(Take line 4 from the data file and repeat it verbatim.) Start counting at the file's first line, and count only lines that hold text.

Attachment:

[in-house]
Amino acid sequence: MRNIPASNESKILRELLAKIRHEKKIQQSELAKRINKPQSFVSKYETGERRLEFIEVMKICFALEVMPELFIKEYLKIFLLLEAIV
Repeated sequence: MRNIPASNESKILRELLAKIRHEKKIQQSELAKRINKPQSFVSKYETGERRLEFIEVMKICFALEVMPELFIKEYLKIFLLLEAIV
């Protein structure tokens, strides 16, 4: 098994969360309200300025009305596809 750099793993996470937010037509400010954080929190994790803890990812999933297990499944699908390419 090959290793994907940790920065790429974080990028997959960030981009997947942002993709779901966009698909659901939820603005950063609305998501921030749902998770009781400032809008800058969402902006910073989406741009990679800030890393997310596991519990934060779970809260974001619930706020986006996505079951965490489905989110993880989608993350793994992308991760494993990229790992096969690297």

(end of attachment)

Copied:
């Protein structure tokens, strides 16, 4: 098994969360309200300025009305596809 750099793993996470937010037509400010954080929190994790803890990812999933297990499944699908390419 090959290793994907940790920065790429974080990028997959960030981009997947942002993709779901966009698909659901939820603005950063609305998501921030749902998770009781400032809008800058969402902006910073989406741009990679800030890393997310596991519990934060779970809260974001619930706020986006996505079951965490489905989110993880989608993350793994992308991760494993990229790992096969690297």